Antitrust watchdogs in Europe could soon slap Microsoft with a massive fine for the software maker's browser-choice gaffe last year.
The company was caught steering its Windows operating system users into loading up Microsoft's Internet Explorer even though Redmond had previously agreed - in an earlier regulatory ruling - to play fair by offering rival browser options to its customers.
According to Reuters, which cited three people whispering to the news wire, the European Commission hopes to issue a fine to MS before the Easter break.
It's also likely to be a mahoosive penalty given Microsoft's poor anti-competitive form.
The company is being investigated over its supposedly erroneous banishment of the "browser choice" screen, which would have required European customers to pick which surfing tool they wanted to run on their Windows-based machines.
A service pack update to Windows 7 omitted the feature, which had been installed as part of a previous Euro competition agreement.
Microsoft claimed it failed to spot that it was no longer including the browser choice screen for 17 months: the vendor has described the apparent mishap as a "technical error" rather than a deliberate action to push Internet Explorer.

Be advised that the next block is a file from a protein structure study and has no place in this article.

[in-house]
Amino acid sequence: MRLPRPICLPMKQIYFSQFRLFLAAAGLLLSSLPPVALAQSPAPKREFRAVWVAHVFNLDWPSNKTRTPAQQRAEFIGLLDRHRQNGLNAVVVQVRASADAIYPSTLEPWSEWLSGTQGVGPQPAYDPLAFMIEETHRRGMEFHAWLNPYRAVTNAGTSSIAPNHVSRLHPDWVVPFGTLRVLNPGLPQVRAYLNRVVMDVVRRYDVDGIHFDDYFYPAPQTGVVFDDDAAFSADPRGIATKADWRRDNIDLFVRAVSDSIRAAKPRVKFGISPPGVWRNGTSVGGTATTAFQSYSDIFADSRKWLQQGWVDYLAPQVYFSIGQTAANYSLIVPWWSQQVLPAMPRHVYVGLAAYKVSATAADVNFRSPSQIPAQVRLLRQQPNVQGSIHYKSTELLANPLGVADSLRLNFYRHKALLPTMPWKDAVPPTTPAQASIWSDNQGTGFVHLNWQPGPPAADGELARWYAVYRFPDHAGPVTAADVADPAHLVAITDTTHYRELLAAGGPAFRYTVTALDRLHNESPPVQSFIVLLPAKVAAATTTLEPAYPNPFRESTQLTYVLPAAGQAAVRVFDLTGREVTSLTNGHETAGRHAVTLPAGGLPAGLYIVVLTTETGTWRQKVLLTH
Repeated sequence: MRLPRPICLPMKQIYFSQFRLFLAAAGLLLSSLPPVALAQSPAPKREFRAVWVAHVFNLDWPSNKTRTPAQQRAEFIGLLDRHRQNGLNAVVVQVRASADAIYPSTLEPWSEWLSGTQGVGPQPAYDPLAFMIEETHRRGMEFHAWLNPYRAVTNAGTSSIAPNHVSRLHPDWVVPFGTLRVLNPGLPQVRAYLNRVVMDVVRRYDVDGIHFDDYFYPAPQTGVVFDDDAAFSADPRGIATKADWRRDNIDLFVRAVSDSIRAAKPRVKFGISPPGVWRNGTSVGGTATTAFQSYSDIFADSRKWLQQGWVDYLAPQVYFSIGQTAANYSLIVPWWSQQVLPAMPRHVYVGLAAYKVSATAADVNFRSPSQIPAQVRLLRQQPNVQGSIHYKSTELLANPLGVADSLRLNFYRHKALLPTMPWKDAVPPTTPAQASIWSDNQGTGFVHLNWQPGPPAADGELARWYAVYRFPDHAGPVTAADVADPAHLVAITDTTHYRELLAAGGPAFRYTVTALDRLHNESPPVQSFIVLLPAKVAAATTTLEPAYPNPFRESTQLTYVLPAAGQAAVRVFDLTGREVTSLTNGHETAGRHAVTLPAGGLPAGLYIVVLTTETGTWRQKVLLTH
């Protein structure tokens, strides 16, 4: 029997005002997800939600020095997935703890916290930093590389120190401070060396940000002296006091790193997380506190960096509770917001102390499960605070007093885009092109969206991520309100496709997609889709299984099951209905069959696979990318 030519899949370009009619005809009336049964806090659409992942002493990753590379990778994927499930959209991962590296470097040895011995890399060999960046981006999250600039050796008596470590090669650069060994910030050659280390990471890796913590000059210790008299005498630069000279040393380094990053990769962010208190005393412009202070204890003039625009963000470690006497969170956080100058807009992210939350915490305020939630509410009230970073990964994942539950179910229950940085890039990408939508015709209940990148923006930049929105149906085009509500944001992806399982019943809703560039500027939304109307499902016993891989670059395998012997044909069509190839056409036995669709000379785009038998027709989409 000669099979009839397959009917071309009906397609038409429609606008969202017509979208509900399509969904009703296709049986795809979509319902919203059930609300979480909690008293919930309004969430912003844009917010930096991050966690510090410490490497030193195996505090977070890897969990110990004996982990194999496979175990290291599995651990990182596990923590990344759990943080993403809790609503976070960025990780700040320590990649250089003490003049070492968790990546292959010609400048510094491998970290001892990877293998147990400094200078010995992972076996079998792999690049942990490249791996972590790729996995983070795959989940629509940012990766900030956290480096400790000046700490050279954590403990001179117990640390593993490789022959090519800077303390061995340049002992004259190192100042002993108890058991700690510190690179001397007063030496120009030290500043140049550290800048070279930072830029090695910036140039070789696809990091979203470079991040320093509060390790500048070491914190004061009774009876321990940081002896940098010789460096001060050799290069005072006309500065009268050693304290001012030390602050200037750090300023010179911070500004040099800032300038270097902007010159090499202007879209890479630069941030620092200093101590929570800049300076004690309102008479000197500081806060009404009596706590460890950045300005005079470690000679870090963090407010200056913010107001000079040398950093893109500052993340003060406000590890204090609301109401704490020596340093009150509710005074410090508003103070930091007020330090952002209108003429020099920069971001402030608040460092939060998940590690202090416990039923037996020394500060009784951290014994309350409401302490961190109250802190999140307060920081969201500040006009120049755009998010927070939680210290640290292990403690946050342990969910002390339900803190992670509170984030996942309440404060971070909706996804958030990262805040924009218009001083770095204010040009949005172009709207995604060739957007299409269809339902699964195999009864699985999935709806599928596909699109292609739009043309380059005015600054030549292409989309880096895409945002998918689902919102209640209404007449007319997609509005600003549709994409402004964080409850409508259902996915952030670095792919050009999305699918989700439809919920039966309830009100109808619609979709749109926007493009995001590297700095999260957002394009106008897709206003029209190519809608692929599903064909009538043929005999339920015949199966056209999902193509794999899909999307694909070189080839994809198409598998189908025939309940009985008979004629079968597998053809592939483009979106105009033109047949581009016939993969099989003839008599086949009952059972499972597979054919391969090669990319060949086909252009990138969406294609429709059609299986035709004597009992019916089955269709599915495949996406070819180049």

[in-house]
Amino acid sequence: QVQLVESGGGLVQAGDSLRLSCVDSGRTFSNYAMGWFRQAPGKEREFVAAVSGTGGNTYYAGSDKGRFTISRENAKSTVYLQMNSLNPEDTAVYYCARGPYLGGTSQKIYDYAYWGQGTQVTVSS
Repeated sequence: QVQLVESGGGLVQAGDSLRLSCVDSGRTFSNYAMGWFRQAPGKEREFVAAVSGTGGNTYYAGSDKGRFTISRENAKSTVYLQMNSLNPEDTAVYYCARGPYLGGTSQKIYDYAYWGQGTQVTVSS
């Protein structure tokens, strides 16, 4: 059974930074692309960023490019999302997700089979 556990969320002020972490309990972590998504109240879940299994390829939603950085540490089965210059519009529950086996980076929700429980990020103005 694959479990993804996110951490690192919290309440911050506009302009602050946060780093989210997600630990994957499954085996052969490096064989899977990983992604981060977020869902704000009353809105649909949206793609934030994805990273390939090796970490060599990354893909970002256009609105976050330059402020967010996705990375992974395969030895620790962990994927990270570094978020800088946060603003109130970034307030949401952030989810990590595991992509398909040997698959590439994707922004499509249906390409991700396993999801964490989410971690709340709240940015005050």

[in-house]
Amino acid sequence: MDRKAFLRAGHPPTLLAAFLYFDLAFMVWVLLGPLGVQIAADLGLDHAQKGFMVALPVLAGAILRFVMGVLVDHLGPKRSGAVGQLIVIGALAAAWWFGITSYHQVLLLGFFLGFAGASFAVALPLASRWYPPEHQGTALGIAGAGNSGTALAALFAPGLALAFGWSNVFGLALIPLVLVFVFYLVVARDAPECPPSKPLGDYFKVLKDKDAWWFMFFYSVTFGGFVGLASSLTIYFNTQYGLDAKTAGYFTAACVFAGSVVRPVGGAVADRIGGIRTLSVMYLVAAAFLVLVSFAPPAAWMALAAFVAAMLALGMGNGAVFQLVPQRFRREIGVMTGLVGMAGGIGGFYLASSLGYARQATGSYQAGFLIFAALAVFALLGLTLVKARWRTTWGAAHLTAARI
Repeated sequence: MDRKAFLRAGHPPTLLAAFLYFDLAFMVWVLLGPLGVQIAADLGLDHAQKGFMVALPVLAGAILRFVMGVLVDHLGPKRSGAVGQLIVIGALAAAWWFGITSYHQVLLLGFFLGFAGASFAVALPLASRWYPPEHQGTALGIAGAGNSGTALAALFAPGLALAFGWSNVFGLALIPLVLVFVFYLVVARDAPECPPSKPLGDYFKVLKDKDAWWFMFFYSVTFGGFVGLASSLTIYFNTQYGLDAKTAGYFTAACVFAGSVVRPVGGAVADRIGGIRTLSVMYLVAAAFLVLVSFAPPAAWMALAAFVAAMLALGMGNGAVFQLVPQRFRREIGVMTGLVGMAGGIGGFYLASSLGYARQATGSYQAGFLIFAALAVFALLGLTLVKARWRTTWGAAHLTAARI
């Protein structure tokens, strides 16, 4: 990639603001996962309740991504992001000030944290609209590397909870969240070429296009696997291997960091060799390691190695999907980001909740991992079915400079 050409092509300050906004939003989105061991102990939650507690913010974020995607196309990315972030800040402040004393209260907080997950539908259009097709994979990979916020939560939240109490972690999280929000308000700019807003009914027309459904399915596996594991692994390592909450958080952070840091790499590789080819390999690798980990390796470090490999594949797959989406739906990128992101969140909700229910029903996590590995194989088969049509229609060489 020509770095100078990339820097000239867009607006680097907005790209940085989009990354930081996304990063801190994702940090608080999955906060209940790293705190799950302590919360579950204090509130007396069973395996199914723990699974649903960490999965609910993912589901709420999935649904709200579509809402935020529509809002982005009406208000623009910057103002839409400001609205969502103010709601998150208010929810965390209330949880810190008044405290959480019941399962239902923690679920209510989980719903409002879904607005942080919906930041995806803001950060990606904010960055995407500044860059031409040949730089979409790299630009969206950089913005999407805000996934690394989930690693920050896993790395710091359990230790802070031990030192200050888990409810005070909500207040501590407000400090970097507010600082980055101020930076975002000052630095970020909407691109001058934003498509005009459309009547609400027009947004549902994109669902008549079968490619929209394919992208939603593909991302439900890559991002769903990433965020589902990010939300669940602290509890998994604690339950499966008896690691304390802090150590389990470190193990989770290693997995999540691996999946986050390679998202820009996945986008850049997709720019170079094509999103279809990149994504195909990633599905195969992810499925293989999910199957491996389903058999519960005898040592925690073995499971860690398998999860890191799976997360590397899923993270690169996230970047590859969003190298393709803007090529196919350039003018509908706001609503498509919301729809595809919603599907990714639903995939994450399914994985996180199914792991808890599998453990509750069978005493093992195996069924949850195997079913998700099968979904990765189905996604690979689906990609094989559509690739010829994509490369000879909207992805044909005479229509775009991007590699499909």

The issue is only really relevant in the case of very non-savvy or terminally lazy users, as it is trivially simple to install alternative browsers with or without the EU choice dialogue.
Microsoft was fined €1.68m by the commission in 2009 as part of the competition probe which saw it agree to install the choice tool on machines for sale in Europe. The legally binding agreement remains in force until 2014. IE, meanwhile, ain't the dominant browser anymore.
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